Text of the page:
Blog Post by: S. Michael Gaddis , on February 13, 2013
In Monday morning’s Chronicle of Higher Education, Rick Kahlenberg makes a case for class-based affirmative action in U.S. colleges and universities.
Kahlenberg, a senior fellow at TCF, joins a number of political pundits, academics, and policymakers who see the writing on the wall: the Supreme Court’s ruling on Fisher v. University of Texas later this year is likely to dismantle race-based affirmative action in higher education. This would parallel a ruling in a 2007 case that prevents K-12 schools from reassigning students on the basis of race to achieve diversity.
Kahlenberg is a leading voice in an increasingly-common chorus arguing that social class is now a more important factor in inequality than race. Recent research in a number of areas supports this belief. In a 2011 article in the American Journal of Sociology, Sean Reardon at Stanford University and Kendra Bischoff at Cornell University found that over the past five decades residential segregation by income has sharply increased. Due to school assignment policies, this spatial arrangement potentially leads to more class similarities within schools but greater class differences between schools. Not surprisingly, Dr. Reardon has also found that while black-white test score gaps have declined and stabilized over this time period, such gaps based on social class have increased.
However, just because the United States elected its first-ever black president does not mean that racial inequality has disappeared. An unnerving number of research studies in the past few years have found strong evidence of continued racial discrimination. These experiments have found that politicians are less likely to respond to emails from black rather than white names, landlords discriminate against racial minorities in rental housing, and employers in low wage markets call back whites more often than blacks for job interviews.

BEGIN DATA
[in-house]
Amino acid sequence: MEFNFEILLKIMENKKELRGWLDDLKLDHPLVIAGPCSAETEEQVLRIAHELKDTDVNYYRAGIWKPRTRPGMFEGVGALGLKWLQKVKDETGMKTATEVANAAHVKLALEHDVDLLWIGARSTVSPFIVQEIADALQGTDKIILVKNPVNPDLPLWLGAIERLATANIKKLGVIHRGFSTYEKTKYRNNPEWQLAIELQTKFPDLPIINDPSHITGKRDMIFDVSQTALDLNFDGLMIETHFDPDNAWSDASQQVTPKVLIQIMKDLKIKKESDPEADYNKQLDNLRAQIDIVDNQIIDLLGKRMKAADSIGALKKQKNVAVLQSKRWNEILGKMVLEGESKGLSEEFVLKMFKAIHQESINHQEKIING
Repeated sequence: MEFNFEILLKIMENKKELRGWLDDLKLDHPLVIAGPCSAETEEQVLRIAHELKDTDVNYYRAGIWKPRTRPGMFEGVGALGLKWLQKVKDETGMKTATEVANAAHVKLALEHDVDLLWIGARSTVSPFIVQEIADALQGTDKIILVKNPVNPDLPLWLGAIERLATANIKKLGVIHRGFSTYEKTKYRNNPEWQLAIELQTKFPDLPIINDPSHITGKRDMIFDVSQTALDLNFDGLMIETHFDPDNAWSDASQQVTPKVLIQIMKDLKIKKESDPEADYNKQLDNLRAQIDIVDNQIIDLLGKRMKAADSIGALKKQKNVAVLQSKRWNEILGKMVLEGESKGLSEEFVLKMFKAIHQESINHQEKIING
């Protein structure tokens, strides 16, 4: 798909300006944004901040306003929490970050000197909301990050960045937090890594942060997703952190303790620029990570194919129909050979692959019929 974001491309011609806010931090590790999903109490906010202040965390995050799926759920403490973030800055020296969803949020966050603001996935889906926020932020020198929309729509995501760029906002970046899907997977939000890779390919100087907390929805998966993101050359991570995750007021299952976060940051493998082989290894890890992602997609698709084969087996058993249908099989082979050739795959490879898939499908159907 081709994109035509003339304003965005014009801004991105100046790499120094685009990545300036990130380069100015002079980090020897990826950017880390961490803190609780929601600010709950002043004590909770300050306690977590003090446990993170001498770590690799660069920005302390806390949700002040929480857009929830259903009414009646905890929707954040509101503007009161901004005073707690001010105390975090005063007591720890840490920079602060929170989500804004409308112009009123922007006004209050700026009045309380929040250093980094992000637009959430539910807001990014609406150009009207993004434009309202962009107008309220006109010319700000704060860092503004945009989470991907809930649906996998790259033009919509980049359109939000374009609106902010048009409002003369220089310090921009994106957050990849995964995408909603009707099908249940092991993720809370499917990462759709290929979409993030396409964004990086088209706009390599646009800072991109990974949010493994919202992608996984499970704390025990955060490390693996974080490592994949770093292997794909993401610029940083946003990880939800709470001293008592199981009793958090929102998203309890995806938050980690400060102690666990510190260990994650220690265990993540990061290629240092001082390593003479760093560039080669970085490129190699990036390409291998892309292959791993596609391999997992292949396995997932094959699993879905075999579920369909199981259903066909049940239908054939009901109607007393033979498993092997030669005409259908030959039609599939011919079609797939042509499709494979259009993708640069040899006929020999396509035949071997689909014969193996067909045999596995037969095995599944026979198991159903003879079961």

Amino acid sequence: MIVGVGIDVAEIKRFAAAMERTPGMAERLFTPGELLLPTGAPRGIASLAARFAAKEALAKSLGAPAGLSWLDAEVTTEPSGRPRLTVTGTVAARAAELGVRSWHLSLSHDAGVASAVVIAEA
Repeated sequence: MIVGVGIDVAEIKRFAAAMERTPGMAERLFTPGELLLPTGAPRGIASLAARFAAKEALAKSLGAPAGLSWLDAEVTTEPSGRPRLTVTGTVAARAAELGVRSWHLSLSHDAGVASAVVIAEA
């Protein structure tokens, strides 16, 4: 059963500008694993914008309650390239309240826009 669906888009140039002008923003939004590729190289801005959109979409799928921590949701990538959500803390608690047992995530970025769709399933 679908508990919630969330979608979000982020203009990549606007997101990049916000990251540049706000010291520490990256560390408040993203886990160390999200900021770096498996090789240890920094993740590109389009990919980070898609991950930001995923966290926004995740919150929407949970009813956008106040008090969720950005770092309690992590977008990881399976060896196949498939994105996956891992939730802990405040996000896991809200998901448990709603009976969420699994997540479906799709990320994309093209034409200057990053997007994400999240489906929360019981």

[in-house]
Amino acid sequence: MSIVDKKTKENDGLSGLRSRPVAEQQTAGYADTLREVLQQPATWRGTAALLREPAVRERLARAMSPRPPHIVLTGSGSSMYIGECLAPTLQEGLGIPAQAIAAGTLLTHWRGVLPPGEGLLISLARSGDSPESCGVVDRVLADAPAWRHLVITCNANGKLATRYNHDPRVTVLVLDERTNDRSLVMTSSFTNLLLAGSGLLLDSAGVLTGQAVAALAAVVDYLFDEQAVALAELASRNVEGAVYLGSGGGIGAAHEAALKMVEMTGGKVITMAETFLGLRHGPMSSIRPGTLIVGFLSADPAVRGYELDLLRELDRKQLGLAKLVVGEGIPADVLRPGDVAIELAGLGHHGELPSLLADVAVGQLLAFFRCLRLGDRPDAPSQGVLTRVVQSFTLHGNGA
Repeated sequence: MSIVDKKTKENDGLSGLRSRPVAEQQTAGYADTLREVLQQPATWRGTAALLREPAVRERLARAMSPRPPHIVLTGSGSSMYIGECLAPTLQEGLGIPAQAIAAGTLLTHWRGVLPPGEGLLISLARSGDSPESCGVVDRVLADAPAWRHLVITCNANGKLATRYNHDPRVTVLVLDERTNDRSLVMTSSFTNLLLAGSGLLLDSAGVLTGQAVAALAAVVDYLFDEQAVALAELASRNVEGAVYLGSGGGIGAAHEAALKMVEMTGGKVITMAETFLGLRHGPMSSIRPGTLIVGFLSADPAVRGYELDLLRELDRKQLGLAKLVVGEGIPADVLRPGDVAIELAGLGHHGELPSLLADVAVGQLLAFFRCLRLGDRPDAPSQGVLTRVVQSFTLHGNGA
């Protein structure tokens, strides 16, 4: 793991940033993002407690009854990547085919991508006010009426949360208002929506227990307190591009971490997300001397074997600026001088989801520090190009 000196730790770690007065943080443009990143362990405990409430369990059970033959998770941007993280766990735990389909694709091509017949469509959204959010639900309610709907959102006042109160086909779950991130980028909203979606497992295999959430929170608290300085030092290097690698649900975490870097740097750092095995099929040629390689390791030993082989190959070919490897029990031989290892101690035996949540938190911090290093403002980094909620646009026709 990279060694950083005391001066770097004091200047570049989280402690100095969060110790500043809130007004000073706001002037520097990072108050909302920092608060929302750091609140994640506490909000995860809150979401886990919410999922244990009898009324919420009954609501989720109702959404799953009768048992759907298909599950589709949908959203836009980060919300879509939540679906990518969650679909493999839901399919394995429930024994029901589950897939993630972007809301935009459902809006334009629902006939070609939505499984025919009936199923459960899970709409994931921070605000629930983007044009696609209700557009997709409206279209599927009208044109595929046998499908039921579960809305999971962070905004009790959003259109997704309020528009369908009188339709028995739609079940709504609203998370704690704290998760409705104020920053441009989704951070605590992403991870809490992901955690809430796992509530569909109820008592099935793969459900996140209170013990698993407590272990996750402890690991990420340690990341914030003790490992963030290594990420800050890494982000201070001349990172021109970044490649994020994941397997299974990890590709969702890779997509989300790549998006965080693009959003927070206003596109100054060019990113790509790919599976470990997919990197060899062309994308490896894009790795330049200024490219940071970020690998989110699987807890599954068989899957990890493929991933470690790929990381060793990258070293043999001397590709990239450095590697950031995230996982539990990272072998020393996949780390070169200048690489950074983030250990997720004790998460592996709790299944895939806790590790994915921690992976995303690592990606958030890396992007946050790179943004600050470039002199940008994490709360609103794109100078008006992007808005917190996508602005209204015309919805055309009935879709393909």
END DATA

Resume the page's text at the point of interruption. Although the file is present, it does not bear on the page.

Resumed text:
My own research shows that racial discrimination exists even for those at the pinnacle of educational success: black job applicants with a Harvard degree are much less likely to receive responses from employers than white applicants with a Harvard degree. In other research with colleague Raj Ghoshal, we find that Craigslist users looking for a roommate are much less likely to respond to emails from black users, even after controlling for social class in a number of important ways.
The evidence is clear to me. Yes, social class background is a critically important factor driving inequality today. However, race still plays an independent role in shaping the opportunities of young people.
Nationally representative data from the past two decades show that blacks, Hispanics, and individuals from families in the bottom half of the income distribution are severely underrepresented at the most prestigious universities. Our education policies at all levels should be aimed at improving the opportunities for individuals in these groups. Affirmative action policy in higher education is a stopgap measure and one that is likely to disappear soon.
We must be prepared to address inequality earlier in the educational pipeline with aggressive education policy. However, to do so, we must first recognize that both race and social class still matter in our society. Education policy at the PreK-12 level should provide all children with great teachers, adequate funding, maintained infrastructure, and a variety of resources to inspire them to go to college. In response to possibly losing affirmative action in higher education, let's do what we should have done all along: let's repair the system from the ground up.
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